CommentHabitat: Mountain rainforest; the holotype (MEPN 14203) was found resting under leaf litter. This forest formation usually remains cloudy in the early hours of the morning, afternoons, or even all day long, depending on the season, and is comprised by trees of 15–20 m covered with bryophytes, bromeliads and abundant moss. The plant layer sits on a plateau of sandstone, and grows on a substrate of very acid sand soil poor in nutrients. 
EtymologyNamed after the Latinized specific epithet “atlas” (Άτλας) which represents a Titan from the Greek mythology that was condemned by Zeus to support the entire world (or the heaven in some variations of the ancient legend) forever on their shoulders as punishment for attacking the Mount Olympus. The legend is also related to excess of obligations and duties or the huge efforts to complete certain difficult tasks. We employed herein this name alluding to the large body-size of the new species (it is among the five species of the genus that reach the largest body-size; see Passos et al. 2010a), as well as in reference to the tremendous endeavor for attaining the real diversity of Atractus, not only for discovering undescribed species, but also for recognition of a lot of synonymies in the old and even recent literature, or frequent species misidentifications in collections and public repositories (see Passos et al. 2017).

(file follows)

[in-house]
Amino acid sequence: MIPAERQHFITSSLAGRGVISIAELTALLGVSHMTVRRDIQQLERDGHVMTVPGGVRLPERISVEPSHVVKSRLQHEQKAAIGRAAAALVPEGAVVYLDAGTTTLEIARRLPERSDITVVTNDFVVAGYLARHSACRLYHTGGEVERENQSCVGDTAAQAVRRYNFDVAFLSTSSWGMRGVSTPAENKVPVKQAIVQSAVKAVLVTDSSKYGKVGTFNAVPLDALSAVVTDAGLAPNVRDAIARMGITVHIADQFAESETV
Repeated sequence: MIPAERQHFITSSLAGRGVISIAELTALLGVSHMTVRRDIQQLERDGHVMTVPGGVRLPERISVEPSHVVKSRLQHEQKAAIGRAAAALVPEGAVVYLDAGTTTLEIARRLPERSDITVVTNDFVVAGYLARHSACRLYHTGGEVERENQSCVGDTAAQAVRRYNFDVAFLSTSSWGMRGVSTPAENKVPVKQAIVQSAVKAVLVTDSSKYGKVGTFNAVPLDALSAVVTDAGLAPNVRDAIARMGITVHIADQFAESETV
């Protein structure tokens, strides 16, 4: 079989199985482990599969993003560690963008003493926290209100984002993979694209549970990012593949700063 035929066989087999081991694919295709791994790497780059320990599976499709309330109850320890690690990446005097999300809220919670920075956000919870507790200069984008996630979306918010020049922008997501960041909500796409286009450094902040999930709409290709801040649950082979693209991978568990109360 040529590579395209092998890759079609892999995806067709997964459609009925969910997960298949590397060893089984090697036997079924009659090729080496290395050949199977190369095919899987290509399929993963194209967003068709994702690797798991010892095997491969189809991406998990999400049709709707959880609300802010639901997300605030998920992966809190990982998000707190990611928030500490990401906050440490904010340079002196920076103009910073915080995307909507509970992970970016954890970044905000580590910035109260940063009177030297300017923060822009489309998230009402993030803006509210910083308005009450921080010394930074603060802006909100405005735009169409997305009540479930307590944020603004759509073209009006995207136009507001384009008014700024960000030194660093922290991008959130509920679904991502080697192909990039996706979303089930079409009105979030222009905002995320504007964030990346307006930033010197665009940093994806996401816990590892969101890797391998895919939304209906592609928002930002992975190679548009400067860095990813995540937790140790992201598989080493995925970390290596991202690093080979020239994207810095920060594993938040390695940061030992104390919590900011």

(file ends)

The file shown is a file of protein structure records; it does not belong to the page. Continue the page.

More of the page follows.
• Almendáriz A, Simmons JE, Brito J, Vaca-Guerrero J. 2014. Overview of the herpetofauna of the unexplored Cordillera del Cóndor of Ecuador. Amphibian & Reptile Conservation 8 (1) [Special Section]: 45–64 - get paper here
  • Kwet, A. 2019. Liste der im Jahr 2018 neu beschriebenen Reptilien. Elaphe 2019 (3): 52-72
  • PASSOS, PAULO; AGUSTÍN SCANFERLA; PAULO R. MELO-SAMPAIO; JORGE BRITO; ANA ALMENDARIZ 2018. A giant on the ground: another large-bodied Atractus (Serpentes: Dipsadinae) from Ecuadorian Andes, with comments on the dietary specializations of the goo-eaters snakes. An. Acad. Bras. Ciênc. - get paper here
  • Torres-Carvajal O, Pazmiño-Otamendi G, Salazar-Valenzuela D. 2019. Reptiles of Ecuador: a resource-rich portal, with a dynamic checklist and photographic guides. Amphibian & Reptile Conservation 13 (1): [General Section]: 209–229 (e178) - get paper here